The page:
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Archive for Sunday, August 29, 2010

Arts notes for Sunday, Aug. 29, 2010

August 29, 2010

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KU Theatre offers free children’s classes

First- through third-graders interested in taking free drama classes this semester at Kansas University may enroll from 5:30 p.m. to 6 p.m. Monday in the lobby at Murphy Hall.

Registration is available on a first-come, first-served basis.

Classes are set for 4 p.m. to 5 p.m. Tuesdays: Sept. 7, 14, 21 and 28; and Nov. 16, 23 and 30.

Enrollment for children in fourth through sixth grades will be from 5:30 p.m. to 6 p.m. Oct. 16, for classes set for 4 p.m. to 5 p.m. Thursdays: Oct. 21 and 28; Nov. 4, 11, 18; and Dec. 2 and 7.

Instructors will be Jeanne Klein, associate professor of theater, and KU students enrolled in the Children and Drama class offered by the Department of Theatre.

For more information, contact Klein at 864-5576, or kleinj@ku.edu. To print out registration forms that can be brought to enrollment, visit Theatre.KU.edu, then click on Academics and then Children’s Drama.

Families invited to puppet workshop

Imagine Drop-In Childcare, a program of Trinity In-Home Care, will host Pizza & Puppets, a free family-fun night with a puppet-building workshop and show led by Spencer Lott and free pizza for the entire family.

The event will be 5:30 p.m.-7 p.m. today at Imagine, 536 Fireside Court. Families with young children and individuals interested in learning more about Imagine are welcome.

For more information, go to www.imaginechildcare.com or contact Kelly Evans, director of Trinity In-Home Care, at 842-3159 or kelly@tihc.org.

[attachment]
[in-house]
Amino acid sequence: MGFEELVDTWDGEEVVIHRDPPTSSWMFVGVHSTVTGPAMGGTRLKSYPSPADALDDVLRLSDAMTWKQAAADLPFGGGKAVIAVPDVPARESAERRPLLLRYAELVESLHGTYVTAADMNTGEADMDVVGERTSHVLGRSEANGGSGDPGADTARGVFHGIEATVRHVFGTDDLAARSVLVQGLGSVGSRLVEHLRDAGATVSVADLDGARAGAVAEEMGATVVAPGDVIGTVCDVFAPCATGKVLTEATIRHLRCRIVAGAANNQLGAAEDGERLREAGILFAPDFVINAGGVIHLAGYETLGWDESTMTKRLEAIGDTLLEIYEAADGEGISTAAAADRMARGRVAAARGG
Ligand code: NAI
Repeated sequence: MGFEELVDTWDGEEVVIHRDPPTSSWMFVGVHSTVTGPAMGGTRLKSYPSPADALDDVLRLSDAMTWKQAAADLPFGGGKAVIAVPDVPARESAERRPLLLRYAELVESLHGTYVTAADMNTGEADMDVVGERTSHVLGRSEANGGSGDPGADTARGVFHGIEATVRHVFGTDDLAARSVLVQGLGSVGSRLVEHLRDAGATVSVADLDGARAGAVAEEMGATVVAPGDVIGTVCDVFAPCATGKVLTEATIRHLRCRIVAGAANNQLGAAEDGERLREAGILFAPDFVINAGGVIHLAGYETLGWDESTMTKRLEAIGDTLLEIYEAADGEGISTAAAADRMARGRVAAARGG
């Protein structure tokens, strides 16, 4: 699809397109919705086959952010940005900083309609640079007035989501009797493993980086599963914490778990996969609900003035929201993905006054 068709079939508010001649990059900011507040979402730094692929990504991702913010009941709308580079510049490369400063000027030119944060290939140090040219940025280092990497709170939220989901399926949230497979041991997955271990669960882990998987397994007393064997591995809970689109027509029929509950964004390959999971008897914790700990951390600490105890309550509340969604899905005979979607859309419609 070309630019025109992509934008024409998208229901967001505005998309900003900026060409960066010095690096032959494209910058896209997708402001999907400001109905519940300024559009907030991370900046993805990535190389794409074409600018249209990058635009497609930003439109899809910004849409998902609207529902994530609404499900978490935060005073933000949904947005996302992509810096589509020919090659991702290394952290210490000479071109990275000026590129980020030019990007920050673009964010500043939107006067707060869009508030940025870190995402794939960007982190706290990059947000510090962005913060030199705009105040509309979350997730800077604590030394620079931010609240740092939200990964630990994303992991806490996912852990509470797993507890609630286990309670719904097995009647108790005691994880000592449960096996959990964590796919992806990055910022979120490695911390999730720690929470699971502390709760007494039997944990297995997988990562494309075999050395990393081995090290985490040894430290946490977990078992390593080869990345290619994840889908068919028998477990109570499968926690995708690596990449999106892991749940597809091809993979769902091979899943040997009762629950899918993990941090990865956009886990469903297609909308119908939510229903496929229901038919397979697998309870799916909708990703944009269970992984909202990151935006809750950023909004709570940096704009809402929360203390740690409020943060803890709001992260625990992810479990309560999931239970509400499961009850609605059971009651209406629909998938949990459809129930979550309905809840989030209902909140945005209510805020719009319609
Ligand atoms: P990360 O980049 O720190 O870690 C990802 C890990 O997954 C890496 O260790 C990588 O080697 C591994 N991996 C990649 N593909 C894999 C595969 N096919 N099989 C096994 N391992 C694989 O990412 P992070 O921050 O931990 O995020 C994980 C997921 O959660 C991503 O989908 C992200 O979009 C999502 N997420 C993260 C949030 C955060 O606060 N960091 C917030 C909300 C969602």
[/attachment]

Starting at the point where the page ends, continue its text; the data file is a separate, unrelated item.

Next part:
Turtle Island Quartet coming to Lied Center

Kansas Unviersity’s Lied Center will present Turtle Island Quartet, celebrating its 25th anniversary and featuring special guests jazz pianist Cyrus Chestnut and mandolinist Mike Marshall, at 7:30 p.m. Oct. 9.

Founded by violinist David Balakrishnan in 1985, the two-time Grammy Award-winning San Francisco ensemble is widely recognized for its genre-defying compositions that fuse elements of classical, jazz and rock music.

Taking its name from Native American mythology, in which North America is referred to as Turtle Island, the group consists of Balakrishnan, fellow founder Mark Summer (cello), Mads Tolling (violin) and Jeremy Kittel (viola).

Turtle Island will perform works from its 2010 album, “Have You Ever Been...” The program consists of chamber renditions of Jimi Hendrix songs as well as other works influenced by the guitar legend. The album includes Balakrishnan’s “Tree of Life,” one of the quartet’s two Lied Center-commissioned compositions.

Tickets are on sale at the Lied Center ticket office, (785) 864-2787 and online at lied.ku.edu.

‘Health Anthology’ editor coming to KU

The editor of a groundbreaking anthology of American literature, Paul Lauter, will give two public lectures this week at Kansas University.

Lauter, general editor of “The Heath Anthology,” will speak at 7:30 p.m. Wednesday in the Kansas Union Alderson Auditorium on “From ‘Mississippi Summer’ (1964) to ‘The Heath Anthology.’”

He will speak again at 11 a.m. Thursday in the Hall Center for the Humanities on “Organizing the Humanities: A Case Study of ‘The Heath Anthology.’”

Both lectures are free.